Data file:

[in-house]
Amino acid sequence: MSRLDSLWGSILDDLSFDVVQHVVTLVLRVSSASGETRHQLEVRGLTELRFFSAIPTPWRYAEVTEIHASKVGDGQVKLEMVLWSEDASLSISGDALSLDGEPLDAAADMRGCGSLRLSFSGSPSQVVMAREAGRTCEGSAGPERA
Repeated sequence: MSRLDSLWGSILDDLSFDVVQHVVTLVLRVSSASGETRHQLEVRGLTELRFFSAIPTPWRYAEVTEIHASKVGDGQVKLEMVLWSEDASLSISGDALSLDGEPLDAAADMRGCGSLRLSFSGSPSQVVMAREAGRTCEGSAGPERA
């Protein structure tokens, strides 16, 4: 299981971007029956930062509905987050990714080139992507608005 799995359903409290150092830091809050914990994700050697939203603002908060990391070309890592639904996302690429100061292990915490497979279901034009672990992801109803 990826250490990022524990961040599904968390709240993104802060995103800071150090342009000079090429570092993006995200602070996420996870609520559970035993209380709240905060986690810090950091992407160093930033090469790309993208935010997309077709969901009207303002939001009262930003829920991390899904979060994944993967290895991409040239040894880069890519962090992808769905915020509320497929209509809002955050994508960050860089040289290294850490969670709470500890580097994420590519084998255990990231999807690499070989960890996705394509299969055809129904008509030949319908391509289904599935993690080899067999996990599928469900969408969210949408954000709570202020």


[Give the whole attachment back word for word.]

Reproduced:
[in-house]
Amino acid sequence: MSRLDSLWGSILDDLSFDVVQHVVTLVLRVSSASGETRHQLEVRGLTELRFFSAIPTPWRYAEVTEIHASKVGDGQVKLEMVLWSEDASLSISGDALSLDGEPLDAAADMRGCGSLRLSFSGSPSQVVMAREAGRTCEGSAGPERA
Repeated sequence: MSRLDSLWGSILDDLSFDVVQHVVTLVLRVSSASGETRHQLEVRGLTELRFFSAIPTPWRYAEVTEIHASKVGDGQVKLEMVLWSEDASLSISGDALSLDGEPLDAAADMRGCGSLRLSFSGSPSQVVMAREAGRTCEGSAGPERA
């Protein structure tokens, strides 16, 4: 299981971007029956930062509905987050990714080139992507608005 799995359903409290150092830091809050914990994700050697939203603002908060990391070309890592639904996302690429100061292990915490497979279901034009672990992801109803 990826250490990022524990961040599904968390709240993104802060995103800071150090342009000079090429570092993006995200602070996420996870609520559970035993209380709240905060986690810090950091992407160093930033090469790309993208935010997309077709969901009207303002939001009262930003829920991390899904979060994944993967290895991409040239040894880069890519962090992808769905915020509320497929209509809002955050994508960050860089040289290294850490969670709470500890580097994420590519084998255990990231999807690499070989960890996705394509299969055809129904008509030949319908391509289904599935993690080899067999996990599928469900969408969210949408954000709570202020």